If you have ever had the privilege of meeting someone like Wurmbrand, you know what I am talking about. I will never forget his face, the depth of suffering and compassion in his eyes, the determination of his jaw, the joy emanating from his spirit. His wife never stopped smiling. There was no bitterness, no hatred of their tormentors. Only love. Their son was so thin, but with the same spirit, just like his parents.
I recently reconnected with Mihai, after all these many years and he immediately remembered spending time with my family. He recalled how my dad had jokingly said, “You must think there’s a communist under every rock in America,” to which Mihai's dad had responded, “No, I think there’s a communist in every home—even under every bed.”
And now, certainly, it isn’t a joke any longer. Communism has infected every area of our lives, every room in our houses. Just think of all the smart homes, the smart phones, Alexa watching over our families. How we are surveilled constantly, and everyone is used to it.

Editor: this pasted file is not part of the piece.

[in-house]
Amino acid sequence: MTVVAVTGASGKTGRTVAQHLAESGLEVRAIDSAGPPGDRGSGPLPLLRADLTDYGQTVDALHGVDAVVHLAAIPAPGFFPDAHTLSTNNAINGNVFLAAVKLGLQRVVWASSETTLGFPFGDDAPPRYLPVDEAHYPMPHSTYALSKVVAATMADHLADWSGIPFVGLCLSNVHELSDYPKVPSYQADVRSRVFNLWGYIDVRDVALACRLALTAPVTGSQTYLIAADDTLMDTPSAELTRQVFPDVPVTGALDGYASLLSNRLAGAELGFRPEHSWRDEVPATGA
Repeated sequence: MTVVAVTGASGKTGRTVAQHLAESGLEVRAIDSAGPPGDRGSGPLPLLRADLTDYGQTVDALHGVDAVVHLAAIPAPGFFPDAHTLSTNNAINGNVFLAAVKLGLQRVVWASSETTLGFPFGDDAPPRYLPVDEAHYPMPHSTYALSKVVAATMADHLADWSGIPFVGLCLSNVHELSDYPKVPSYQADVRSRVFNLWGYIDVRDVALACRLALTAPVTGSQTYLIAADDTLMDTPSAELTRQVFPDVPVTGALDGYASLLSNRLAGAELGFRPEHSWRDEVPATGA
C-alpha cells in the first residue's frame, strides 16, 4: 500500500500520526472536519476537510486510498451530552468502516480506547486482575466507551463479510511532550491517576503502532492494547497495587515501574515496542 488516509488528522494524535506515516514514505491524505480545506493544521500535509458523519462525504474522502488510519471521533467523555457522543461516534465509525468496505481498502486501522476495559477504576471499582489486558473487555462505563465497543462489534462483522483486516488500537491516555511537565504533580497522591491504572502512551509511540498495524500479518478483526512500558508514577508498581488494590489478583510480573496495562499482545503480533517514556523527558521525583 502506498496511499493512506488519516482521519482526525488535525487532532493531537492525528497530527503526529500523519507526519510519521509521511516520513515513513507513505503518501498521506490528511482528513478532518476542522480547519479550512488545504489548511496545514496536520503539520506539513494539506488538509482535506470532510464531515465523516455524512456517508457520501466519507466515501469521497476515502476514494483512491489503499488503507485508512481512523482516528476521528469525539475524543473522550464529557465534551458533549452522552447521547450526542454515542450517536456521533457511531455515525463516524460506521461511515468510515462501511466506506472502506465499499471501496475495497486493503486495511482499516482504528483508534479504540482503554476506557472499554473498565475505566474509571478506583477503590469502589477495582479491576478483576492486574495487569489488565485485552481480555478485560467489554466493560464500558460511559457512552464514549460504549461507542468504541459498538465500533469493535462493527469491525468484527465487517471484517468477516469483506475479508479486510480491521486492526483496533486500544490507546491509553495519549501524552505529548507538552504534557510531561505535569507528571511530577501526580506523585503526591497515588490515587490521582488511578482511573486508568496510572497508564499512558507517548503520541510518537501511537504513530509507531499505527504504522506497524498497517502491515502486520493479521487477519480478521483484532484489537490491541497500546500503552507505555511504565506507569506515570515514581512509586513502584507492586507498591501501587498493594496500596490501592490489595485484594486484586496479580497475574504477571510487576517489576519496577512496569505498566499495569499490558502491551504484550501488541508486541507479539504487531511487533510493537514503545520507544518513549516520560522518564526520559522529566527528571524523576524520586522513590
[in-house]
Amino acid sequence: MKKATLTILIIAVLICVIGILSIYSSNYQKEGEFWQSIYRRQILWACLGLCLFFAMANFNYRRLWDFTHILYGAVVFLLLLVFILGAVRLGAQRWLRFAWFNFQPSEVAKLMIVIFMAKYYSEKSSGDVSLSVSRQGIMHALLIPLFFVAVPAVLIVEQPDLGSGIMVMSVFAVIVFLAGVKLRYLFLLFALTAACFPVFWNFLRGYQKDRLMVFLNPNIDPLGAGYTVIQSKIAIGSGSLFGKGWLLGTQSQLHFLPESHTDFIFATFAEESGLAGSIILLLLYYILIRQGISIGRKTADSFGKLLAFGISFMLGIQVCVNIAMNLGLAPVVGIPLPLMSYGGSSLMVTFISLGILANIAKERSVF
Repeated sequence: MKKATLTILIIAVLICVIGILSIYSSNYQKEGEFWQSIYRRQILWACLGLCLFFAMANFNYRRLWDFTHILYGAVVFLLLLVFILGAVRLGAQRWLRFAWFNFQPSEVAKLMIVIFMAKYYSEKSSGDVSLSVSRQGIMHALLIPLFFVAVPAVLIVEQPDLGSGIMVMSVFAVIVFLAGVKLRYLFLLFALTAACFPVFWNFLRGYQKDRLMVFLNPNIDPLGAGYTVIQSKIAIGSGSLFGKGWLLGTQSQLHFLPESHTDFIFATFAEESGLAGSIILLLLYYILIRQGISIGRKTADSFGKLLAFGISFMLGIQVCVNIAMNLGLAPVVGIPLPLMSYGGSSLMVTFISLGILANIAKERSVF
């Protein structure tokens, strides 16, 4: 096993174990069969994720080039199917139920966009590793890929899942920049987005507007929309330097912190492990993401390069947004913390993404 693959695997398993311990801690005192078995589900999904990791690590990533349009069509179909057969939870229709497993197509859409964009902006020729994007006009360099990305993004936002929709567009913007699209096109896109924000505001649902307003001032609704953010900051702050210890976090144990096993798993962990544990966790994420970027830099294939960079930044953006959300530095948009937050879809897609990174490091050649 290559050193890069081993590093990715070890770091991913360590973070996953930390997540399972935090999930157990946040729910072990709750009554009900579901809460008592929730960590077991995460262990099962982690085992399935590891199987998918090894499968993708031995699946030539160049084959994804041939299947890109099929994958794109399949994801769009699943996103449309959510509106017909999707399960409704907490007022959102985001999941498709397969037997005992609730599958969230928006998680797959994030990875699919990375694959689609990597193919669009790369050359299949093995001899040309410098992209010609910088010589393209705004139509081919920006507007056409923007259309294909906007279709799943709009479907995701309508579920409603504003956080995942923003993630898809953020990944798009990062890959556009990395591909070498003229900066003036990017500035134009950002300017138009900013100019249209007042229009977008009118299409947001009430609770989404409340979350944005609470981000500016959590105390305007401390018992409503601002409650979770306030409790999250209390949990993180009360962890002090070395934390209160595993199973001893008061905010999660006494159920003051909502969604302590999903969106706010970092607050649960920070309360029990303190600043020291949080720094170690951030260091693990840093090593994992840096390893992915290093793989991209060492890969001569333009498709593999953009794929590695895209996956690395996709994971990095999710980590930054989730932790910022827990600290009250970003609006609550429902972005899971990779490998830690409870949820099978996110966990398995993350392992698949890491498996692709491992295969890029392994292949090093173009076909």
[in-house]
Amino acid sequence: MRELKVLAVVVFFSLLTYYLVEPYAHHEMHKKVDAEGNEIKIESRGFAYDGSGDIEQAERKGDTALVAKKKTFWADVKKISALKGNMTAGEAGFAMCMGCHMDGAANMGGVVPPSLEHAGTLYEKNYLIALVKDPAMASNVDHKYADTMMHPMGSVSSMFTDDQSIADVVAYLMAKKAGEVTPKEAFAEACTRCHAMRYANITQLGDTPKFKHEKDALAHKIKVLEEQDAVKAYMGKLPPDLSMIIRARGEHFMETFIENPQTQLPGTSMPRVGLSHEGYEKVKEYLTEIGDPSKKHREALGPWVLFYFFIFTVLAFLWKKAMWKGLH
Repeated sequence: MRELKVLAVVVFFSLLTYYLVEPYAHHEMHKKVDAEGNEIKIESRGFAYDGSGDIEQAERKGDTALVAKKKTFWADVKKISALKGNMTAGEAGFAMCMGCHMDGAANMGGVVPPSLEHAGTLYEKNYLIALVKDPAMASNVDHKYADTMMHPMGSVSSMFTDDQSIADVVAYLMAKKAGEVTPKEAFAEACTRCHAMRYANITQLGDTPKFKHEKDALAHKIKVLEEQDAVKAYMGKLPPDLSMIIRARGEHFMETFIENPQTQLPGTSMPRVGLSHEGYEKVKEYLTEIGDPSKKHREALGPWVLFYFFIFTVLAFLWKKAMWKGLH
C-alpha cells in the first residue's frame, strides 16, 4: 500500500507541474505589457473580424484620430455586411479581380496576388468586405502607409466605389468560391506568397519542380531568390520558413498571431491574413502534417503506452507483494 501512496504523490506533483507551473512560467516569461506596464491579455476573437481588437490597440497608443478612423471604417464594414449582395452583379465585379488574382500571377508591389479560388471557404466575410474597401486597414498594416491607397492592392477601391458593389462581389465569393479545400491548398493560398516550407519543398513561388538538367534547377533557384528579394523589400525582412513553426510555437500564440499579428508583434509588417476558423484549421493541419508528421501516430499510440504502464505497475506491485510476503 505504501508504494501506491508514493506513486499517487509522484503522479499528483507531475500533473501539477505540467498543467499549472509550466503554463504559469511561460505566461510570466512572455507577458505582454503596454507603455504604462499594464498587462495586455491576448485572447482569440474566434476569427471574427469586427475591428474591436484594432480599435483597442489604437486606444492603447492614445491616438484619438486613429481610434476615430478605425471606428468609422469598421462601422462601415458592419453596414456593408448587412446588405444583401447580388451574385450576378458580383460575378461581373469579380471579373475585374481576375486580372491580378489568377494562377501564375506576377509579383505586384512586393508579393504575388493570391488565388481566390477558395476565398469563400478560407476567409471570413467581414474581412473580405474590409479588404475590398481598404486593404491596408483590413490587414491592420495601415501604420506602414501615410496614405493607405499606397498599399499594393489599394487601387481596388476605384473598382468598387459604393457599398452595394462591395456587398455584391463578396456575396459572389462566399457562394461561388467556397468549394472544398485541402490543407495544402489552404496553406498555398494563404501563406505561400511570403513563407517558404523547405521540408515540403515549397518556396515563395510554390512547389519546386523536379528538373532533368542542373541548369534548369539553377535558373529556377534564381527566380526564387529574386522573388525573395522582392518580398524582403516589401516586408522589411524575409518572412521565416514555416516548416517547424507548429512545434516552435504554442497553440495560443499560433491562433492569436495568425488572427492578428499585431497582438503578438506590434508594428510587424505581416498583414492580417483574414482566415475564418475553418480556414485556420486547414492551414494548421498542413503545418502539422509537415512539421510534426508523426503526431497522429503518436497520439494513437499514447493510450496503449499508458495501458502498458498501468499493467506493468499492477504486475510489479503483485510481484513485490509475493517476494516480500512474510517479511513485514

My dad was inspired by the Wumbrands, as well as by Brother Andrew, whom we met in Denmark during our travels, to smuggle Bibles into Romania. I write about this incredible experience in my essay How to Become a Domestic Terrorist. If caught, my parents would have gone to prison. I experienced terror at every border crossing, and then an almost euphoric relief once we made it through. Before each border crossing, Dad prayed that God would blind the eyes of the guards to the suitcase we had filled with Bibles. The guards were thorough in their searches, at one crossing even tearing the lining out of my mom’s purse. Despite checking the tires with special devices and ordering us to take out every suitcase so they could be inspected, it was as if that one brown suitcase was invisible. Things happened on that journey that I can't explain other than that they were miracles.